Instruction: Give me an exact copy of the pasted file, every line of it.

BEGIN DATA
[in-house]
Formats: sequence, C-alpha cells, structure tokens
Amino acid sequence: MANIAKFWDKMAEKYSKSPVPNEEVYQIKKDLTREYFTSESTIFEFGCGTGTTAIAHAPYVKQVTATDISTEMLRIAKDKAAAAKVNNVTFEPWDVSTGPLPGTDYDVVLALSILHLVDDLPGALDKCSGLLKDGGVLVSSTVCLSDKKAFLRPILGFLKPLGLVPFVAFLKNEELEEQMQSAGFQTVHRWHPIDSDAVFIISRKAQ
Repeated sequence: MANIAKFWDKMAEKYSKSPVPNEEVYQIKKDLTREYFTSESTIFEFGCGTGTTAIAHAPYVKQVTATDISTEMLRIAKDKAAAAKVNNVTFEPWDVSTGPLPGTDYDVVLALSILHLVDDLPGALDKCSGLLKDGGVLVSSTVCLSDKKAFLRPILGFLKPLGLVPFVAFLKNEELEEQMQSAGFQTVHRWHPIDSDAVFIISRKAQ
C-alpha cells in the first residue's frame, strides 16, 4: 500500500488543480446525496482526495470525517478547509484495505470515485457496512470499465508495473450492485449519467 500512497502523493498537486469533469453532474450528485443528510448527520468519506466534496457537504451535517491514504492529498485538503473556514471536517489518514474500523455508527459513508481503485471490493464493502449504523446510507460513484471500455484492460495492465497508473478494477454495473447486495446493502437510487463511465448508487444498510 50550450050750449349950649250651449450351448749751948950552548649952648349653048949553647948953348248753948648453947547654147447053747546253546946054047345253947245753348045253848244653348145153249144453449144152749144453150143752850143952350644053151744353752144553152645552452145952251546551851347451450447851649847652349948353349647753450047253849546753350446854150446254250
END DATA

[in-house]
Formats: sequence, C-alpha cells, structure tokens
Amino acid sequence: MANIAKFWDKMAEKYSKSPVPNEEVYQIKKDLTREYFTSESTIFEFGCGTGTTAIAHAPYVKQVTATDISTEMLRIAKDKAAAAKVNNVTFEPWDVSTGPLPGTDYDVVLALSILHLVDDLPGALDKCSGLLKDGGVLVSSTVCLSDKKAFLRPILGFLKPLGLVPFVAFLKNEELEEQMQSAGFQTVHRWHPIDSDAVFIISRKAQ
Repeated sequence: MANIAKFWDKMAEKYSKSPVPNEEVYQIKKDLTREYFTSESTIFEFGCGTGTTAIAHAPYVKQVTATDISTEMLRIAKDKAAAAKVNNVTFEPWDVSTGPLPGTDYDVVLALSILHLVDDLPGALDKCSGLLKDGGVLVSSTVCLSDKKAFLRPILGFLKPLGLVPFVAFLKNEELEEQMQSAGFQTVHRWHPIDSDAVFIISRKAQ
C-alpha cells in the first residue's frame, strides 16, 4: 500500500488543480446525496482526495470525517478547509484495505470515485457496512470499465508495473450492485449519467 500512497502523493498537486469533469453532474450528485443528510448527520468519506466534496457537504451535517491514504492529498485538503473556514471536517489518514474500523455508527459513508481503485471490493464493502449504523446510507460513484471500455484492460495492465497508473478494477454495473447486495446493502437510487463511465448508487444498510 50550450050750449349950649250651449450351448749751948950552548649952648349653048949553647948953348248753948648453947547654147447053747546253546946054047345253947245753348045253848244653348145153249144453449144152749144453150143752850143952350644053151744353752144553152645552452145952251546551851347451450447851649847652349948353349647753450047253849546753350446854150446254250